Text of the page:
As already admitted on this blog, I am a nerd. I love Star Trek. I enjoy Star Wars. I read science fiction, fantasy, romance, and just about anything that crosses my desk. I have an active Audible account thanks to the people at Writing Excuses (a podcast that every single writer in the world should listen to) because they introduced me to it. I’m also on Goodreads, where I can share my love of the written word to anyone who wants to listen.
If that wasn’t nerdy enough, I also play Star Trek Online. Granted, my time is limited with work, son, writing, but I have managed to reach the level of Captain — *insert squeal of pleasure here* — and sometimes allow my son to help “fly” the ship. He’s four, so I don’t feel too bad when the Borg constantly destroy us.
With that in mind, Redshirts by John Scalzi was right up my alley for reading material. Quasi-trekkie, playing off the known joke about how red-shirted individuals on the original show would inevitably die a horrible death, I walked into this book ready to laugh. And when I discovered that none other than Wil Wheaton was performing the book, I positively beamed with delight.
I loved this book. I listened to it while at work and was laughing so hard in some places that my coworkers were concerned for my mental health. (I work in an upstairs area from them so they couldn’t see the headphones, they could only hear my laugh. Which, now that I think about it, might have seemed a little creepy. )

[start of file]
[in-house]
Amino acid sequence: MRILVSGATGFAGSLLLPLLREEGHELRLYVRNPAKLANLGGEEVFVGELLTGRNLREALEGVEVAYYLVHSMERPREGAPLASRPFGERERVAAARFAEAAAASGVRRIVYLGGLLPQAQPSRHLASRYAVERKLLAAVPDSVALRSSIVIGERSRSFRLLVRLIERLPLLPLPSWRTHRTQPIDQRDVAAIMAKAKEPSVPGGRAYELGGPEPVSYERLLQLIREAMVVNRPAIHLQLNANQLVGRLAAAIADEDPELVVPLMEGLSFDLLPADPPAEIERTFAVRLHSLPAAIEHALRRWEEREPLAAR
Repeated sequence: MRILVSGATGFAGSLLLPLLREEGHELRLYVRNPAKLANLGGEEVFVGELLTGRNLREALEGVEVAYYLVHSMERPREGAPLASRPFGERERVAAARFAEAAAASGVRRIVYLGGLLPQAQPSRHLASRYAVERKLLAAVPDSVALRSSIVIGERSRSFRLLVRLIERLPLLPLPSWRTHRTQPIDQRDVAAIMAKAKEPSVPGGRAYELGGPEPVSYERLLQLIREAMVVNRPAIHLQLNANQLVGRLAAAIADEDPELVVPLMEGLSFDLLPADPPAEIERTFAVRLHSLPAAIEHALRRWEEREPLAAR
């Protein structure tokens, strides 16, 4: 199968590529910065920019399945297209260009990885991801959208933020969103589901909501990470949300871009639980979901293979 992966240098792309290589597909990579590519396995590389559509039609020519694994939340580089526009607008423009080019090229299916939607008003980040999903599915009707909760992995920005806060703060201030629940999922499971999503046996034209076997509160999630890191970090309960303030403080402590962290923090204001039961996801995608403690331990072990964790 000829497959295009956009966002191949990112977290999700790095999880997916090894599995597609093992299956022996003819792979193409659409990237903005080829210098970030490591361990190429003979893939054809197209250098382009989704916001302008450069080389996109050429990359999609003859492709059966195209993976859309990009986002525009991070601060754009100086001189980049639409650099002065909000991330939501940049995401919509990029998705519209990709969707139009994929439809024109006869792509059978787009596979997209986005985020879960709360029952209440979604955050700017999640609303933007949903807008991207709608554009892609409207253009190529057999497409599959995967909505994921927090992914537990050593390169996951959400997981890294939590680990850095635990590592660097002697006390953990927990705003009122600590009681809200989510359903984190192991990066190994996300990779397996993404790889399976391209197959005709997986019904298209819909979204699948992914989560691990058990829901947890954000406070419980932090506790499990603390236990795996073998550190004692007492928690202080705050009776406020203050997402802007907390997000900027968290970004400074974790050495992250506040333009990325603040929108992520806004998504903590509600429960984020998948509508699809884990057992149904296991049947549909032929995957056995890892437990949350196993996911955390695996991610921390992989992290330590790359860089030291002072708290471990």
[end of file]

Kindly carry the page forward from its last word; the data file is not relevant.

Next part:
I won’t give any spoilers, but I will admit that about a quarter of the way into the book I was concerned because I was getting attached to these Redshirts. I didn’t want to see any of them get their faces eaten by exotic alien creatures. But they had the dreaded red shirts on, so one part of my brain was always waiting for the curtain to come down on them.
There was one portion of the plot that was a hiccup for me — the discussion of back-stories, which I won’t explain because I don’t want to spoil anything for anyone. Suffice to say, my rational brain was trying to make sense of a purely irrational thought-process. But in the end, I chose to ignore this hiccup because … well … I was enjoying the book so much that I just didn’t care. And … I mean, come on, it’s science fiction. Fiction being the operative word.
If you’re on Goodreads, then you can see I gave it 5 stars. If you’re on Audible — I don’t think you can find me because that’s got a different name on it — but I gave it 5 stars all around there.
Thank you, John Scalzi, for the wonderful book. Thank you Wil Wheaton for the wonderful performance. It was truly a blast.